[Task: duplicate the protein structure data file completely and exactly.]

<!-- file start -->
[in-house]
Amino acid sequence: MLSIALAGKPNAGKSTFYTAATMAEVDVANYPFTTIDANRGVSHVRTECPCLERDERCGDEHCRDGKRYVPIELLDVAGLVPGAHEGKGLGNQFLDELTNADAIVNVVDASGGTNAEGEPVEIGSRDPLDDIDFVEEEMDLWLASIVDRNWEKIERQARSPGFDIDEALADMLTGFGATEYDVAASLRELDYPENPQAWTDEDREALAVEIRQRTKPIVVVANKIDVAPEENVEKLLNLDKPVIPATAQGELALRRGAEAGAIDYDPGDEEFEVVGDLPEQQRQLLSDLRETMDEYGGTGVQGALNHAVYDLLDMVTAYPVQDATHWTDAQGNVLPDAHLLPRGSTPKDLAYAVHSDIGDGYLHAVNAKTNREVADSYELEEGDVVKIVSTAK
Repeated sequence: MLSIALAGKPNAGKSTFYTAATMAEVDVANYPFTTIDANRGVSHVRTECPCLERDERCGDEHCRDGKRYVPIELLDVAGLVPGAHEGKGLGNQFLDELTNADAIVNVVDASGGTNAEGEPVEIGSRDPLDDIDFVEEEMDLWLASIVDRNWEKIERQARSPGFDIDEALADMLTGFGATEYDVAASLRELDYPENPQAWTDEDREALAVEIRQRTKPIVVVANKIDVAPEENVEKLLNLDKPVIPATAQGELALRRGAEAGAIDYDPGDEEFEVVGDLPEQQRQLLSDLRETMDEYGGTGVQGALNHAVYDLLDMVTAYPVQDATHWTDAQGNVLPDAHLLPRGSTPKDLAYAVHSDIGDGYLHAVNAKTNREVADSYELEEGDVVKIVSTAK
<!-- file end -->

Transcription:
[in-house]
Amino acid sequence: MLSIALAGKPNAGKSTFYTAATMAEVDVANYPFTTIDANRGVSHVRTECPCLERDERCGDEHCRDGKRYVPIELLDVAGLVPGAHEGKGLGNQFLDELTNADAIVNVVDASGGTNAEGEPVEIGSRDPLDDIDFVEEEMDLWLASIVDRNWEKIERQARSPGFDIDEALADMLTGFGATEYDVAASLRELDYPENPQAWTDEDREALAVEIRQRTKPIVVVANKIDVAPEENVEKLLNLDKPVIPATAQGELALRRGAEAGAIDYDPGDEEFEVVGDLPEQQRQLLSDLRETMDEYGGTGVQGALNHAVYDLLDMVTAYPVQDATHWTDAQGNVLPDAHLLPRGSTPKDLAYAVHSDIGDGYLHAVNAKTNREVADSYELEEGDVVKIVSTAK
Repeated sequence: MLSIALAGKPNAGKSTFYTAATMAEVDVANYPFTTIDANRGVSHVRTECPCLERDERCGDEHCRDGKRYVPIELLDVAGLVPGAHEGKGLGNQFLDELTNADAIVNVVDASGGTNAEGEPVEIGSRDPLDDIDFVEEEMDLWLASIVDRNWEKIERQARSPGFDIDEALADMLTGFGATEYDVAASLRELDYPENPQAWTDEDREALAVEIRQRTKPIVVVANKIDVAPEENVEKLLNLDKPVIPATAQGELALRRGAEAGAIDYDPGDEEFEVVGDLPEQQRQLLSDLRETMDEYGGTGVQGALNHAVYDLLDMVTAYPVQDATHWTDAQGNVLPDAHLLPRGSTPKDLAYAVHSDIGDGYLHAVNAKTNREVADSYELEEGDVVKIVSTAK